As much as the British festival scene is one inexplicably bound to the fairer months, synonymous with dreams of scorched earth, sun warped vistas and crushed beer cups, a short trip away from our overcast shores will find a desire to unfurl a tent unencumbered by drawn out winters.
In Tilsburg, The Netherlands, a city otherwise known for its 10 day long gay pride funfair and as the country’s former wool capital, Roadburn festival delivers the world’s foremost selection of psychedelic, doom and avant-garde metal. Now in its sixteenth year, Roadburn succeeds not only in fulfilling its mandate of pushing the boundaries of “left field, sonic pleasures’, but also in booking the most eclectically named line-up imaginable. This year’s roster achieves nomenclatural brilliance through stoner metal outfit Acid Witch, Italian prig-rockers Claudio Simonetti’s Goblin and blackened death champions Goatwhore.
Frozen Dead Guy Days Festival
Way out West and on the weekend of the 13h of March, the small town of Nederland, Colorado will host the 14th annual Frozen Dead Guy Days. The festival is conceptually based on the story of Bredo Morstøl. At the start of the 90s, Bredo posthumously found himself in California after his grand-son Trygve flew him across the Atlantic in a cryogenically frozen state. After several years on ice at Trans Time Cryonics, Bredo decided to bridge the middle management gap and set up a facility of his own in Nederland. A couple of visa failures and a house eviction later, and word of Trygve’s corpse, located in a small, unpowered shack, leaked to the public and became a sensation. The subsequent rallying around of the aptly named “Ice Man” led to the town’s sponsored upkeep of the corpse and the initiation of the Frozen Dead Guy Days. This year’s festival highlights include Coffin Racing, Costume Polar Plunging, live music, a frozen t-shirt contest, Ice Turkey Bowling, Brain Freeze Contests, a parade of hearses, the Frozen Dead Poet Slam and the now infamous, Frozen Salmon Toss.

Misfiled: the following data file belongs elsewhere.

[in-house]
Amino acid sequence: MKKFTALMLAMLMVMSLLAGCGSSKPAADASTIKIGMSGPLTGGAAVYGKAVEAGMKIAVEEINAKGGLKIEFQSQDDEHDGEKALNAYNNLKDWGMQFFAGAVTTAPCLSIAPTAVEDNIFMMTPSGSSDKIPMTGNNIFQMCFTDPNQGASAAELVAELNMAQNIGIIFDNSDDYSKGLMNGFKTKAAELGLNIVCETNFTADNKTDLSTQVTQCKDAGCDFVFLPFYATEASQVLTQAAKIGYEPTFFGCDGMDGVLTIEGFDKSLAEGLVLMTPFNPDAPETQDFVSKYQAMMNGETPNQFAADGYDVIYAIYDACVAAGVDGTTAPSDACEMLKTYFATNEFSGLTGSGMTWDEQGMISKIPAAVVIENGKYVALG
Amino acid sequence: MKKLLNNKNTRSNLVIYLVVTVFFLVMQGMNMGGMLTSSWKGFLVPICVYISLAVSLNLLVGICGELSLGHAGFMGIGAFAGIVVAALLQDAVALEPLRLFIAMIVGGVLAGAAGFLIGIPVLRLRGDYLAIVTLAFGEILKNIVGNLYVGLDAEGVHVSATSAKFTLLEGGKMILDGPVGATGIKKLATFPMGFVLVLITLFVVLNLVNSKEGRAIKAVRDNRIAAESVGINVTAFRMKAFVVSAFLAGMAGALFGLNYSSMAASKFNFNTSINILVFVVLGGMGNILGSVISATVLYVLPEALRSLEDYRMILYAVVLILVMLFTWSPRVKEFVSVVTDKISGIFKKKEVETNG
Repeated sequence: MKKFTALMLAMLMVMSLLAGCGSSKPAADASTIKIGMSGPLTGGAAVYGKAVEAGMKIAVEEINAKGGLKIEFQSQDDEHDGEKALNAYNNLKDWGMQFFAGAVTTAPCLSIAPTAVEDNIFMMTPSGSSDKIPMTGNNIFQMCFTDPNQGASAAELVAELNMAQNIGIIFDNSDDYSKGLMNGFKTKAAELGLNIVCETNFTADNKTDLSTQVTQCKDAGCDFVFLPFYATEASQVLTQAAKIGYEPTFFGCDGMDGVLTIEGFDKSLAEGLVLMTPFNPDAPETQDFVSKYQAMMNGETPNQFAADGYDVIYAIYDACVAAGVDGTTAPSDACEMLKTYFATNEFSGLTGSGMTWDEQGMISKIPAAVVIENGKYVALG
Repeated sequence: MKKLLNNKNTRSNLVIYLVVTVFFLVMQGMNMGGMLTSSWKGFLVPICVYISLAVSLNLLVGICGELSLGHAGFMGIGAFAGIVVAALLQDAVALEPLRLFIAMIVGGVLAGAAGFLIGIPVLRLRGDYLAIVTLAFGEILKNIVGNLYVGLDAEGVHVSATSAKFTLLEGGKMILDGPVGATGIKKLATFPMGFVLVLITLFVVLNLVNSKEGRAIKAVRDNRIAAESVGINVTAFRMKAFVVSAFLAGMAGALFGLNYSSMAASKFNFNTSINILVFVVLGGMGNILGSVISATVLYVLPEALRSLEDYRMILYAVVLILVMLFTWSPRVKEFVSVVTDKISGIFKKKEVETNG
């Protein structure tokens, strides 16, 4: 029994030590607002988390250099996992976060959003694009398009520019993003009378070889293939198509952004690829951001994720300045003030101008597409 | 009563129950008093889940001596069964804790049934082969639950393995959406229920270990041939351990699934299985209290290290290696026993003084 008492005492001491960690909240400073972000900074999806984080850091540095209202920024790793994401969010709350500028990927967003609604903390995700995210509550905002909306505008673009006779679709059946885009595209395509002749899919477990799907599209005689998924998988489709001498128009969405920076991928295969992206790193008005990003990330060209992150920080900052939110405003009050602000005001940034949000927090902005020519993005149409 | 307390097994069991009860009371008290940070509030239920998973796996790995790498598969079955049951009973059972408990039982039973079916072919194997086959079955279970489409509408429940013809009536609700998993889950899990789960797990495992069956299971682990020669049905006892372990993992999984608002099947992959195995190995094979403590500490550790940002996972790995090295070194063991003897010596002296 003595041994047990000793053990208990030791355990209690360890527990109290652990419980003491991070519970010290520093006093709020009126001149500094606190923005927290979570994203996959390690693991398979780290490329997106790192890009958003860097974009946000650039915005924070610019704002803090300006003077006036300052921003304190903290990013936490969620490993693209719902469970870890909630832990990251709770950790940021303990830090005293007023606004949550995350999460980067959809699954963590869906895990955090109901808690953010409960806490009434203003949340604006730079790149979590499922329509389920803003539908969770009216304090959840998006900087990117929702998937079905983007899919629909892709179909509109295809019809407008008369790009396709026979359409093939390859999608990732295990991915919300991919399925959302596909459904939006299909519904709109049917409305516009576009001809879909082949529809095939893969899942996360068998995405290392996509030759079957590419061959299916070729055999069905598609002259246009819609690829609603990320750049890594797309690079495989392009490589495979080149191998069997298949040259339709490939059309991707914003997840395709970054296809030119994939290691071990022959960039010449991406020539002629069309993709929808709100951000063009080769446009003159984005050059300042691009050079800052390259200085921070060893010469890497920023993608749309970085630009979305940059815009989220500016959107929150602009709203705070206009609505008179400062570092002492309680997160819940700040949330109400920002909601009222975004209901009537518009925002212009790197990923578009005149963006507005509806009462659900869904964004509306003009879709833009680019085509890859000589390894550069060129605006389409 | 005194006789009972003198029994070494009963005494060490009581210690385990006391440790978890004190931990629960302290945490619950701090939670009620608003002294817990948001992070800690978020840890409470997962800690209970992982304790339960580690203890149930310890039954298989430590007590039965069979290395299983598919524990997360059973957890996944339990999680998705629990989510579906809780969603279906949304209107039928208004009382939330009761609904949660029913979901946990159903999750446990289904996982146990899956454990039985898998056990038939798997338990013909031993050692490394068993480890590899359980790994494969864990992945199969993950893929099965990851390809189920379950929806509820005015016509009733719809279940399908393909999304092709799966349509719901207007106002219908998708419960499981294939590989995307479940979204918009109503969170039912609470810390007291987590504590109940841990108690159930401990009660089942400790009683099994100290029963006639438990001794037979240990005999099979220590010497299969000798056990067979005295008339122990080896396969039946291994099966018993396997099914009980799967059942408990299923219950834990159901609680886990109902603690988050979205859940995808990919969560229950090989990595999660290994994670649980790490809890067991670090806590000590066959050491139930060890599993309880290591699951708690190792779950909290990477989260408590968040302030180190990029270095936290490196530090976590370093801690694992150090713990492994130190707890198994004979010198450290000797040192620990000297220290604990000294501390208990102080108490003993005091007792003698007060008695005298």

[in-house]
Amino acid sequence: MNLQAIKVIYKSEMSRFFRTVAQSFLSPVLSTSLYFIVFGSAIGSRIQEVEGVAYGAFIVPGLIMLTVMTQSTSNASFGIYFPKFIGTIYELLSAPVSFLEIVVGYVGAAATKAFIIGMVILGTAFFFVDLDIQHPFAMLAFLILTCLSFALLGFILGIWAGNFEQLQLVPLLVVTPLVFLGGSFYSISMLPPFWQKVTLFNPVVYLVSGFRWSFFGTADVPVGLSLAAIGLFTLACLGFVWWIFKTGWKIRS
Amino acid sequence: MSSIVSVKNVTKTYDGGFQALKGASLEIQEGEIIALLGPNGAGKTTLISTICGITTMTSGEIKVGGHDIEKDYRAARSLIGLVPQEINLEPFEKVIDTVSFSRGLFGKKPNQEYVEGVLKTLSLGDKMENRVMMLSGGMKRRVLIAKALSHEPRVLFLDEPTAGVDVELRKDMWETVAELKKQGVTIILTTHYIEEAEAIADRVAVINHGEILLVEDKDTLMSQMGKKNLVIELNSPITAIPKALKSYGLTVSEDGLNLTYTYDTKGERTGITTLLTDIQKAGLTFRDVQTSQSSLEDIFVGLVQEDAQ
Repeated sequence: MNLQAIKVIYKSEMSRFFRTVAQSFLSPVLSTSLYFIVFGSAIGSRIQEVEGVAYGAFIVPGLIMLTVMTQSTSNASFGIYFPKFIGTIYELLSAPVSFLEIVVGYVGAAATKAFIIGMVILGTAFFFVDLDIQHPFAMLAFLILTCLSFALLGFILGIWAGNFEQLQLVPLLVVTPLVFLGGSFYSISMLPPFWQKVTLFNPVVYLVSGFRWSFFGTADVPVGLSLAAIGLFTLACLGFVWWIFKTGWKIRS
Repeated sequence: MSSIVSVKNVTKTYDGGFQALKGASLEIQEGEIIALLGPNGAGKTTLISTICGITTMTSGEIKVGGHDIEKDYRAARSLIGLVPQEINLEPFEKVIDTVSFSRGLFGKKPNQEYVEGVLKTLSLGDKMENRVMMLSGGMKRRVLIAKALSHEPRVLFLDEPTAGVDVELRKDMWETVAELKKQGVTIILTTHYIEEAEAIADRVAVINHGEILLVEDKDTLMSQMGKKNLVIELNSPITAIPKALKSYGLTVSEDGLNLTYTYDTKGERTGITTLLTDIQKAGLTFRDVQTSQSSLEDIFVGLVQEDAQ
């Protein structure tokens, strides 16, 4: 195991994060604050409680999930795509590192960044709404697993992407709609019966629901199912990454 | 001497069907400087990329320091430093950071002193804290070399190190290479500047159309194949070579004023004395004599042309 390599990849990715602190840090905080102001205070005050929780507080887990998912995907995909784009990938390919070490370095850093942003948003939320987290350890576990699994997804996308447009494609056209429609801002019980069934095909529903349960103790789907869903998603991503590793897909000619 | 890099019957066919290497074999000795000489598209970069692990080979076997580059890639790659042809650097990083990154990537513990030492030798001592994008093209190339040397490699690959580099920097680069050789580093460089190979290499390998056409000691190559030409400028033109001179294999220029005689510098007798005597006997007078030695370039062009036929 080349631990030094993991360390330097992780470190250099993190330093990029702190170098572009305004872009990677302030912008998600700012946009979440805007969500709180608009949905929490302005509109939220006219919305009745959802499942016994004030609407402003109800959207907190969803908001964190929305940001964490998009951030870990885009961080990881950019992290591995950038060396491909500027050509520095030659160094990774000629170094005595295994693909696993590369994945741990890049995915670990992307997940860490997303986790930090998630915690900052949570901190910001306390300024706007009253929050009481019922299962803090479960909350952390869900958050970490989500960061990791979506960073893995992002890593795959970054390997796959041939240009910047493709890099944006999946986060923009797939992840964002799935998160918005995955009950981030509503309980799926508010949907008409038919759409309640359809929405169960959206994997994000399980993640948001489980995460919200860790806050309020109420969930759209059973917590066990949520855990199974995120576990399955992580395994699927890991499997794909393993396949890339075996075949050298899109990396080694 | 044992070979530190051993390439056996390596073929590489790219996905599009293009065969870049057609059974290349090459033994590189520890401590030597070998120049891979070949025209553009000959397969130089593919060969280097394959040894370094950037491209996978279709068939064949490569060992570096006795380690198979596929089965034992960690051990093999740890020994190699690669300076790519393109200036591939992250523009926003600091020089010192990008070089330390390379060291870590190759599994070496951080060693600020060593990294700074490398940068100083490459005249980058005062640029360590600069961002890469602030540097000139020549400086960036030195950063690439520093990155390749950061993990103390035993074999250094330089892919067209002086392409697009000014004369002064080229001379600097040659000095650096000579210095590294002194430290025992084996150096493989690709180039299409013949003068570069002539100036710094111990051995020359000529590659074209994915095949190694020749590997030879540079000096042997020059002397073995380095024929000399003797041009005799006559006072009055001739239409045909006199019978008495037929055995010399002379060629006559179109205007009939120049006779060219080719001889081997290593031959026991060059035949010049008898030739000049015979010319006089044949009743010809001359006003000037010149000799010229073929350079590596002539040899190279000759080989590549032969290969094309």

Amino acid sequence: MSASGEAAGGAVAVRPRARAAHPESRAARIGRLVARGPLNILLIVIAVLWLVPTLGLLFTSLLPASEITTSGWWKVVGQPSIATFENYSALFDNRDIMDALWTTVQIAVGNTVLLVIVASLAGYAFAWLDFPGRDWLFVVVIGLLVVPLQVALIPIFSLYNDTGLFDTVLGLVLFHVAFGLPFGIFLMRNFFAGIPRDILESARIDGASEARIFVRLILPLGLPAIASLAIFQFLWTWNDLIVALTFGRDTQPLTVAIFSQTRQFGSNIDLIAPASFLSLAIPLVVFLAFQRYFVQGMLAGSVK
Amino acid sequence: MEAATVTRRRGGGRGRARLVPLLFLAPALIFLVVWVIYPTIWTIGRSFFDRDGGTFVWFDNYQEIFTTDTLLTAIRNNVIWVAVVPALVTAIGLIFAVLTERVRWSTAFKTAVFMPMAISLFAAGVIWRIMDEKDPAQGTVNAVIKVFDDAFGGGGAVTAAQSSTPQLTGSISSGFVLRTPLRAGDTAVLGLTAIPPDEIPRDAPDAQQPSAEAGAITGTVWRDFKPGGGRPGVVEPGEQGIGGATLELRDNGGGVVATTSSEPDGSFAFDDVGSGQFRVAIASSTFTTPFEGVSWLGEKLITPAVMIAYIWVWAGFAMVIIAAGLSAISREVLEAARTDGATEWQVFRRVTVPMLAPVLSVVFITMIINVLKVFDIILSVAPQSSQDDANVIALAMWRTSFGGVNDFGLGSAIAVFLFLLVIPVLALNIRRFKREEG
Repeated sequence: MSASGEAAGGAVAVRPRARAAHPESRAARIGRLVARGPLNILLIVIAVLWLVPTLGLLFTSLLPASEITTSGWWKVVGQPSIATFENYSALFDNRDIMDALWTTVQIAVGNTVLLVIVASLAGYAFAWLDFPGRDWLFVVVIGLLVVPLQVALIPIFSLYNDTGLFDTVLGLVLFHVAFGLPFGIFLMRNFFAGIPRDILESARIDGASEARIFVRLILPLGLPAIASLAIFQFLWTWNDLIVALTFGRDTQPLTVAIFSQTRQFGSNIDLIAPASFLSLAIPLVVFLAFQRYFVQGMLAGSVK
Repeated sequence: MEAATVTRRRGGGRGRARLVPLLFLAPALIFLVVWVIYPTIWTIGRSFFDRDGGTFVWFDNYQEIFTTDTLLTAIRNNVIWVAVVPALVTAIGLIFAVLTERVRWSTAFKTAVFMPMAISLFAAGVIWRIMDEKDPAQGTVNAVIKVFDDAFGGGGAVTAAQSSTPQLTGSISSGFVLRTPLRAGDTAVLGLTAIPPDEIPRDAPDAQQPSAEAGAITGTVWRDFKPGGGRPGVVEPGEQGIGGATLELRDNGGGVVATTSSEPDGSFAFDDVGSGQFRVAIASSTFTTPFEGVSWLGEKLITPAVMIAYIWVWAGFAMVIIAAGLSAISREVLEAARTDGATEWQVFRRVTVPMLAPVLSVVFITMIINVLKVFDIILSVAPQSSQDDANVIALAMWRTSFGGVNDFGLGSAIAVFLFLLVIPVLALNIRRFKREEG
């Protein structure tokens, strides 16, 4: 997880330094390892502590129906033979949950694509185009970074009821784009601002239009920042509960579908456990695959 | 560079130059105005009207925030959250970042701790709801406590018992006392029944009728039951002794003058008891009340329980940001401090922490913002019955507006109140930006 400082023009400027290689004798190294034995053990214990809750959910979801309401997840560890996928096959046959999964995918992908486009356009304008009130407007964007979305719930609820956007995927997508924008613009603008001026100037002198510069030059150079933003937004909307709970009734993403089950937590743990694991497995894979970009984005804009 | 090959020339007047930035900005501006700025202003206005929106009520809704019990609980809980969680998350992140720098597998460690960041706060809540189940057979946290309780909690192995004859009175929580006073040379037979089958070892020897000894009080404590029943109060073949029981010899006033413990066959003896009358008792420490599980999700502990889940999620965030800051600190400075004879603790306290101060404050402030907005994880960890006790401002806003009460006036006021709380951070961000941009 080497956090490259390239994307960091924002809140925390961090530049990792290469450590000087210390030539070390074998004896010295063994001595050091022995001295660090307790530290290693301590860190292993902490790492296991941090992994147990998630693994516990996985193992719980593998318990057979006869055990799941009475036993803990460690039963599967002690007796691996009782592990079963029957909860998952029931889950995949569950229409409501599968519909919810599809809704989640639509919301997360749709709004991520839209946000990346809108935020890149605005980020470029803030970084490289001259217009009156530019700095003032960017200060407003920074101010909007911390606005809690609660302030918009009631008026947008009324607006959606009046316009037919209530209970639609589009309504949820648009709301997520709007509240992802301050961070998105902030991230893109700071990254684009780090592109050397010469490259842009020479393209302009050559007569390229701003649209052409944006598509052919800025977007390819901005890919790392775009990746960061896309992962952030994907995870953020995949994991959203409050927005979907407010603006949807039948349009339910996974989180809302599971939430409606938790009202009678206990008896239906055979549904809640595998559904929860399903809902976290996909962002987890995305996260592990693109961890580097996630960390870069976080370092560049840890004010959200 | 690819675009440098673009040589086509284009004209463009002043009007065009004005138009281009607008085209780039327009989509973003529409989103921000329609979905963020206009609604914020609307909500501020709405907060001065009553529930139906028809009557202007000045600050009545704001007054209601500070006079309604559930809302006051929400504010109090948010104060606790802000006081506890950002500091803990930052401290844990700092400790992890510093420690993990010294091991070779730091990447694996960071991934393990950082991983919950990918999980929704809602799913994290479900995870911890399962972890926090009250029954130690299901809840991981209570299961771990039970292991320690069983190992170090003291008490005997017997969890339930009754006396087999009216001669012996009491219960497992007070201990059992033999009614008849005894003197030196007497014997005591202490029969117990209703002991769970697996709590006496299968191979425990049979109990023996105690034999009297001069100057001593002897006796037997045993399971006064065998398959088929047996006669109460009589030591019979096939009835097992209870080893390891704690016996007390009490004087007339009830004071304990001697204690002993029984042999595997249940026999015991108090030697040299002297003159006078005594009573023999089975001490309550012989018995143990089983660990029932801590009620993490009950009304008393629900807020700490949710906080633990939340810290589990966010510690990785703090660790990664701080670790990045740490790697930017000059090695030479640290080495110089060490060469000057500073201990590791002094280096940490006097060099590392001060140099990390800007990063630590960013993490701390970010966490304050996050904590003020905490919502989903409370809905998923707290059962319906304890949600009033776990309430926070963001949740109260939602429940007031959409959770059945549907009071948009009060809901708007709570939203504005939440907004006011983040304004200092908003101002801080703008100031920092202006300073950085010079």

National Pyrotechnic Festival
In the southern Mexican town of Tultepec, the first half of March is dedicated to honouring the towns booming fireworks industry. In celebration of St John, patron saint of the pyrotechnics guild, the National Pyrotechnic Festival is two weeks filled with firework displays and firework based events. As well as a strong selection of regional food, attendees will witness the Castillo de Torre, a musical firework competition fought between 7 display teams, and the Pamplonas; a take on the Spanish bull running event in which 300 bull shaped wagons rumble through the town, firing rockets and roman candles at the hoards of scrambling onlookers.
And in conclusion of the rich, overlooked months of the spring festival scene, the New Orleans Jazz and Heritage Festival offers the perfect transition into the summer month of May. Alongside the Folklife Village, its cowboy bullwhip weavers and handcrafted accordions, this year’s festival offers a particular focus to the influence of Louisiana native American culture in the shaping of New Orleans. With music from Elton John, The Meters and Gurrumul, the lineup is also phenomenal.